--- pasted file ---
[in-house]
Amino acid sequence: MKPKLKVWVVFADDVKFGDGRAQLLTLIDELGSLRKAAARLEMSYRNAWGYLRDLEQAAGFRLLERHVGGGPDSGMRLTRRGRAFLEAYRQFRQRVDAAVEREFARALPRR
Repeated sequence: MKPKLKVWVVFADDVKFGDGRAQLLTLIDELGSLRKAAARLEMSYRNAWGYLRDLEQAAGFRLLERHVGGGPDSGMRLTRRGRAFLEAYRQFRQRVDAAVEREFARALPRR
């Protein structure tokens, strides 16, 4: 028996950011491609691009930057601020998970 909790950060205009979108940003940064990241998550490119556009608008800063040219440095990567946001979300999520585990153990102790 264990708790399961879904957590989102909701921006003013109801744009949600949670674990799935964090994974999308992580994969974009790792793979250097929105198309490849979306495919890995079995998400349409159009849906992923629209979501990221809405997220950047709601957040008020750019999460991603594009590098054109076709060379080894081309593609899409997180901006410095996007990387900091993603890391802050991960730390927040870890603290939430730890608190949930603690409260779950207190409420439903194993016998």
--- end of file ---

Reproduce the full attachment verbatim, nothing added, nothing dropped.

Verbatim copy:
[in-house]
Amino acid sequence: MKPKLKVWVVFADDVKFGDGRAQLLTLIDELGSLRKAAARLEMSYRNAWGYLRDLEQAAGFRLLERHVGGGPDSGMRLTRRGRAFLEAYRQFRQRVDAAVEREFARALPRR
Repeated sequence: MKPKLKVWVVFADDVKFGDGRAQLLTLIDELGSLRKAAARLEMSYRNAWGYLRDLEQAAGFRLLERHVGGGPDSGMRLTRRGRAFLEAYRQFRQRVDAAVEREFARALPRR
């Protein structure tokens, strides 16, 4: 028996950011491609691009930057601020998970 909790950060205009979108940003940064990241998550490119556009608008800063040219440095990567946001979300999520585990153990102790 264990708790399961879904957590989102909701921006003013109801744009949600949670674990799935964090994974999308992580994969974009790792793979250097929105198309490849979306495919890995079995998400349409159009849906992923629209979501990221809405997220950047709601957040008020750019999460991603594009590098054109076709060379080894081309593609899409997180901006410095996007990387900091993603890391802050991960730390927040870890603290939430730890608190949930603690409260779950207190409420439903194993016998």